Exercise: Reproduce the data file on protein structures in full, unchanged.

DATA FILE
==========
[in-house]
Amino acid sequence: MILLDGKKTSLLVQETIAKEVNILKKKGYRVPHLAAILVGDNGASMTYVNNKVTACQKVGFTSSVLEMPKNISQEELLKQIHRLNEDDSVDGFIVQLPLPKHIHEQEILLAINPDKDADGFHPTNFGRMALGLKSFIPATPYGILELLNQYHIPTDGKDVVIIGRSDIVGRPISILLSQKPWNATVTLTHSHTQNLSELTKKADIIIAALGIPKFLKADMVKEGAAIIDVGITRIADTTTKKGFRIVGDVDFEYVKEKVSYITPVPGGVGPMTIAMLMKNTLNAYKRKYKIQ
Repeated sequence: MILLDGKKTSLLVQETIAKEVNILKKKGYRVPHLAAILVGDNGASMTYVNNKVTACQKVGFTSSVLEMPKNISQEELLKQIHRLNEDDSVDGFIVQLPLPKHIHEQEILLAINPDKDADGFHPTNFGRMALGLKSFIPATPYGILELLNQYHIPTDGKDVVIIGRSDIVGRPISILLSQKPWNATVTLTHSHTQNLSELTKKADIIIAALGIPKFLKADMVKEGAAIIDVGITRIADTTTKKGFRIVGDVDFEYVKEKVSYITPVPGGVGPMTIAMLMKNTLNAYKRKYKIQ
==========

[in-house]
Amino acid sequence: MILLDGKKTSLLVQETIAKEVNILKKKGYRVPHLAAILVGDNGASMTYVNNKVTACQKVGFTSSVLEMPKNISQEELLKQIHRLNEDDSVDGFIVQLPLPKHIHEQEILLAINPDKDADGFHPTNFGRMALGLKSFIPATPYGILELLNQYHIPTDGKDVVIIGRSDIVGRPISILLSQKPWNATVTLTHSHTQNLSELTKKADIIIAALGIPKFLKADMVKEGAAIIDVGITRIADTTTKKGFRIVGDVDFEYVKEKVSYITPVPGGVGPMTIAMLMKNTLNAYKRKYKIQ
Repeated sequence: MILLDGKKTSLLVQETIAKEVNILKKKGYRVPHLAAILVGDNGASMTYVNNKVTACQKVGFTSSVLEMPKNISQEELLKQIHRLNEDDSVDGFIVQLPLPKHIHEQEILLAINPDKDADGFHPTNFGRMALGLKSFIPATPYGILELLNQYHIPTDGKDVVIIGRSDIVGRPISILLSQKPWNATVTLTHSHTQNLSELTKKADIIIAALGIPKFLKADMVKEGAAIIDVGITRIADTTTKKGFRIVGDVDFEYVKEKVSYITPVPGGVGPMTIAMLMKNTLNAYKRKYKIQ